In Waikiki, Hawaii, from L to R: Bruce Maddocks, chief engineer/owner of Cups 'N Strings Studios; Robert Cazimero of The Brothers Cazimero; Dean Hoofnagle and Milan Bertossa, Mountain Apple Company recording engineers.
Photo: David Goggin
Bruce Maddocks, chief engineer and owner of Cups 'N Strings Studios in Santa Monica, Calif., recently visited Waikiki to meet with representatives of the Mountain Apple Company, which produces and markets some of the best-selling recorded music in the history of Hawaii. Maddocks has been contracted by Mountain Apple for restoration and archival transfer of analog multitrack and stereo master recordings to digital for future replication. Among the artists on the label are the Brothers Cazimero, who received a Grammy nomination in 2005, the first year of the new Hawaiian music category.
Tapes being restored and archived date from 1963 through the early Nineties. Maddocks explained, "In addition to the usual sticky-shed and other complications of older tapes which require delicate baking of the masters before transferal to digital, some of the assets have suffered from mold deterioration due to the high humidity of the Hawaiian islands."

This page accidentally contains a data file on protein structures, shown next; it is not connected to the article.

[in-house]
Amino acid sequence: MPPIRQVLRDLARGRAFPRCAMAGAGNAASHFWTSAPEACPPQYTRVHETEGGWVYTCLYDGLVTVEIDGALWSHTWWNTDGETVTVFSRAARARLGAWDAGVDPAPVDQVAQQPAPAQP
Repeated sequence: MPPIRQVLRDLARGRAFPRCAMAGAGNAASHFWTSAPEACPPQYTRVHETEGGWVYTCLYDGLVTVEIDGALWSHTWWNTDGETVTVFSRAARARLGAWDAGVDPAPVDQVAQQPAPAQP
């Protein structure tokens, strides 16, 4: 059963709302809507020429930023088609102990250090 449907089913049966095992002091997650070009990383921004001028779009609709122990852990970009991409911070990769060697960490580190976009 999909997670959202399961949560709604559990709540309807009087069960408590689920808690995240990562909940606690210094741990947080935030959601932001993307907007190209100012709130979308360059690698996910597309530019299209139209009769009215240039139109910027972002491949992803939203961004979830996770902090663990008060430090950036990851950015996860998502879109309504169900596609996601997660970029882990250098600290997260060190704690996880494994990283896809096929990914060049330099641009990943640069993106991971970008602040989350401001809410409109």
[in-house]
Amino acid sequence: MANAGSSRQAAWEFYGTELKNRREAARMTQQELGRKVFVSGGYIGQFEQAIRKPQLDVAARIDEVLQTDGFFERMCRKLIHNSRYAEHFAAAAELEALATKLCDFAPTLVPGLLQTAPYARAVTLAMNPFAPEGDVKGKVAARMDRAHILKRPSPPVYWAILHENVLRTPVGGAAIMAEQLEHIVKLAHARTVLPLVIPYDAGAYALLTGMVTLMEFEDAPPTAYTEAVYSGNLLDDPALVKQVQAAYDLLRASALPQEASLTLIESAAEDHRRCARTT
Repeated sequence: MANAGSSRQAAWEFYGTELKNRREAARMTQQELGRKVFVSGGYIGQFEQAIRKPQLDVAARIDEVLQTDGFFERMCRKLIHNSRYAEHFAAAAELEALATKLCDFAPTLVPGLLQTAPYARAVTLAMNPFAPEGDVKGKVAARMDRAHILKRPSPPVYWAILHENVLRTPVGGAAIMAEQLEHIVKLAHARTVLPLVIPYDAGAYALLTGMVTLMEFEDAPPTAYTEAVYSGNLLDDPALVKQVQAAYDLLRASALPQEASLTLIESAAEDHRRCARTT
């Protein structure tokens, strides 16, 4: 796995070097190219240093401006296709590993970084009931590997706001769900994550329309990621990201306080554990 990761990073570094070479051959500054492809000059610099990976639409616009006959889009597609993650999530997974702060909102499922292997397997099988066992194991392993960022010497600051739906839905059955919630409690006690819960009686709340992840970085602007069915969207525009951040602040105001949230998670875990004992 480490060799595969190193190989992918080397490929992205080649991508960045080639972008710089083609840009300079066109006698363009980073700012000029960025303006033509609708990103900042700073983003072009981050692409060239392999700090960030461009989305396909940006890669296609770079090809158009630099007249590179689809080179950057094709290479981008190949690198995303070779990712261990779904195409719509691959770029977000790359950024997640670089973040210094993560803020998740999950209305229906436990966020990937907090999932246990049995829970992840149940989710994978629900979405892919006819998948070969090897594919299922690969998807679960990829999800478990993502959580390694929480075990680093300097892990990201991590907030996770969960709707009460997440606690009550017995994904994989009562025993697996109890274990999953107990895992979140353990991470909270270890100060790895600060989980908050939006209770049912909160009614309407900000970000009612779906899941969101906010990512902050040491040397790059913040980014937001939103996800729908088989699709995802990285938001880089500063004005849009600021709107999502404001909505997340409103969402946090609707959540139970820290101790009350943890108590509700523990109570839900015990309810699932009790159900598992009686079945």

To remove the mold, Maddocks employs an archival level HEPA vacuum system for mold removal and stabilization of the tape. "It's basically the same system used by libraries for cleaning books and historical materials which have mold," Maddocks continued. "It's capable of very fine particle pickup, in the range of 0.3 microns." Due to the toxic nature of the mold spores on the analog tape, the cleaning process is done outdoors to prevent contamination of the Cups 'N Strings studio facilities. Maddocks also wears protective clothing, gloves, and a filtration respirator during the procedure. Following the vacuum process, there is a chemical wipe stage, and then the tape is run on a custom-fabricated tape machine transport fitted with cleaning and drying wipers.
"The resulting audio from Bruce's 96K x 24-bit sound files is spectacular," commented Mountain Apple engineer Dean Hoofnagle. "The producer of those '63 reels, Jack de Mello, was moved to tears when he heard the restored sound."
For more information, visit www.cupsnstrings.com.